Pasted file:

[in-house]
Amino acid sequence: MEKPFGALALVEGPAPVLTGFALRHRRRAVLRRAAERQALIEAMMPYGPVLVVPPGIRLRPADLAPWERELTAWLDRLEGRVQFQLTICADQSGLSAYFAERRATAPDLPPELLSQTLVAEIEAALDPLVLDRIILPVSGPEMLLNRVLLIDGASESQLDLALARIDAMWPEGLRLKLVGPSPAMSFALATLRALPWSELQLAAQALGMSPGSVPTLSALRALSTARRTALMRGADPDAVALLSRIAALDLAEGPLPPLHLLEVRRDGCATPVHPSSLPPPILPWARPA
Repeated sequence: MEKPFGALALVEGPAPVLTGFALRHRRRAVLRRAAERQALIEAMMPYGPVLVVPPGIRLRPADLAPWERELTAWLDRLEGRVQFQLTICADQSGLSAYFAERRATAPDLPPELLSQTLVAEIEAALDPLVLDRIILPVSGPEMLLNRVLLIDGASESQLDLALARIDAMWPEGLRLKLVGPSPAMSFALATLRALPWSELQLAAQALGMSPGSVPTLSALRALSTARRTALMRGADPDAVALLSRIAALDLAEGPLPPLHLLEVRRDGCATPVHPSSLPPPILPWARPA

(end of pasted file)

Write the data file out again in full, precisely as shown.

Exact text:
[in-house]
Amino acid sequence: MEKPFGALALVEGPAPVLTGFALRHRRRAVLRRAAERQALIEAMMPYGPVLVVPPGIRLRPADLAPWERELTAWLDRLEGRVQFQLTICADQSGLSAYFAERRATAPDLPPELLSQTLVAEIEAALDPLVLDRIILPVSGPEMLLNRVLLIDGASESQLDLALARIDAMWPEGLRLKLVGPSPAMSFALATLRALPWSELQLAAQALGMSPGSVPTLSALRALSTARRTALMRGADPDAVALLSRIAALDLAEGPLPPLHLLEVRRDGCATPVHPSSLPPPILPWARPA
Repeated sequence: MEKPFGALALVEGPAPVLTGFALRHRRRAVLRRAAERQALIEAMMPYGPVLVVPPGIRLRPADLAPWERELTAWLDRLEGRVQFQLTICADQSGLSAYFAERRATAPDLPPELLSQTLVAEIEAALDPLVLDRIILPVSGPEMLLNRVLLIDGASESQLDLALARIDAMWPEGLRLKLVGPSPAMSFALATLRALPWSELQLAAQALGMSPGSVPTLSALRALSTARRTALMRGADPDAVALLSRIAALDLAEGPLPPLHLLEVRRDGCATPVHPSSLPPPILPWARPA